It depends on whether or not you are saying that you've got a 4G drive that is entirely allocated to be the /ftp directory, or if you've got a drive with multiple partitions, one of which is 4G in size and is being allocated to /ftp.
If it's the former, then No, there shouldn't be any fstab changes necessary because you are merely replacing the existing hard drive with one with more capacity. All other things, including the device and partition names would remain the same, and thus, your existing entry for /ftp in the fstab file will remain valid. To illustrate, if your /ftp directory existed on a 4G drive that was located in the primary slave position, then your ftsab would contain a line roughly similar to the following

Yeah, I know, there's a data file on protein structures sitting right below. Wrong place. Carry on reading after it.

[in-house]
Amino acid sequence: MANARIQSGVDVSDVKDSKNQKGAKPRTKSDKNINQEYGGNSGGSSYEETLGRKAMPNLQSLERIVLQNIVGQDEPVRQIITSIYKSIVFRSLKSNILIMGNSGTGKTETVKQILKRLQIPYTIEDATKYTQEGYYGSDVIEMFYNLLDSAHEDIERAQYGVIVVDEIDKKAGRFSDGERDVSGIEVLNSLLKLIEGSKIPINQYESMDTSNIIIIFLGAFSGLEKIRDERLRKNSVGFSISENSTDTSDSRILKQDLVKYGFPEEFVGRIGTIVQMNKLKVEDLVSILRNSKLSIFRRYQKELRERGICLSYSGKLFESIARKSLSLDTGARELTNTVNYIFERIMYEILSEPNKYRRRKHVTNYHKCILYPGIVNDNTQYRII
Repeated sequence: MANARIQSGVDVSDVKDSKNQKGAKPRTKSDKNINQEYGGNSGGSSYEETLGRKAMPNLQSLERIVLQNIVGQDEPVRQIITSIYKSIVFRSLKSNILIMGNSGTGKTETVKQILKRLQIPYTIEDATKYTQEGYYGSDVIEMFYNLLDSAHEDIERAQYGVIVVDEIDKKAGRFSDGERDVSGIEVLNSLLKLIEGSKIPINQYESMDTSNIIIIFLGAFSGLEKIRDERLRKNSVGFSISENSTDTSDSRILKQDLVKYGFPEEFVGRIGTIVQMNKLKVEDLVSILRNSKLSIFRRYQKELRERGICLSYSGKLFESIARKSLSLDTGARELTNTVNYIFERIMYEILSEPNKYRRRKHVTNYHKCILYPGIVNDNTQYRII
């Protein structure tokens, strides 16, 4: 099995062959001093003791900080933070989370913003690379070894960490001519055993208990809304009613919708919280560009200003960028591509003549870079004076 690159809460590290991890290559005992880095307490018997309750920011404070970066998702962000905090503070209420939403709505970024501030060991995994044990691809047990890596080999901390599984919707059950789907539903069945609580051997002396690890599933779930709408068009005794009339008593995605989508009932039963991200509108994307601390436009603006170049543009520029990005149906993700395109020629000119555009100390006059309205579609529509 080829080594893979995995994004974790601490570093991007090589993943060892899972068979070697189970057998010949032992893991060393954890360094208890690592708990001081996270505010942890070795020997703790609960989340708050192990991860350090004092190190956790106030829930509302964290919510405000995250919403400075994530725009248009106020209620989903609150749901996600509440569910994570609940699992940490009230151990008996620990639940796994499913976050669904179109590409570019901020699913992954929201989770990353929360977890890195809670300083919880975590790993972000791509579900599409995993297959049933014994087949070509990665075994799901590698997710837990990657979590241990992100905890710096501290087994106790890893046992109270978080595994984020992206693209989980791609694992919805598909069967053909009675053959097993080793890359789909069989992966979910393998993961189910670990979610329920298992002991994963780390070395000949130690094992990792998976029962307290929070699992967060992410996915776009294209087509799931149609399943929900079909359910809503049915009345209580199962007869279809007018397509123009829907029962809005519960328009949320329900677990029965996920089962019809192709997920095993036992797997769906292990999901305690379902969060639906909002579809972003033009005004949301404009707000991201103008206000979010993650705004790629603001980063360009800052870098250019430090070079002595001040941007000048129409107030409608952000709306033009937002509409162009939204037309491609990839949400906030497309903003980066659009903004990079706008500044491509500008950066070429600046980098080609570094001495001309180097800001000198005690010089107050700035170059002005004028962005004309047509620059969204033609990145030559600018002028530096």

/dev/hdb1 /ftp ext3 defaults 1 2
If it's the latter case however, then what you really are doing is relocating the /ftp directory from one device/partition to another. In this scenario, your existing fstab would need to be updated, in order to correctly specify which partition on which physical device the /ftp directory now exists on. To illustrate, if your existing /ftp directory corresponded to the third partition of your primary slave (ie, /dev/hdb3) and with this new drive you were going to allocate all 100G as a single partition and install the drive in the secondary slave position (ie, /dev/hdd1) then naturally you would need to modify your /ftp entry in fstab to now start using /dev/hdd1 instead of the existing /dev/hdb3.
To illustrate this concept, the "before and after" versions of the /ftp entry would look something like this
/dev/hdb3 /ftp ext3 defaults 1 2
/dev/hdd1 /ftp ext3 defaults 1 2
Again, because /ftp now resides on a different device/partition, the fstab entry would need to be updated.
Finally, at risk of telling you something you already know, for reference:
/dev/hda = primary master
/dev/hdb = primary slave
/dev/hdc = secondary master
/dev/hdd = secondary slave
Hopefully this makes sense. Good luck with it -- J.W.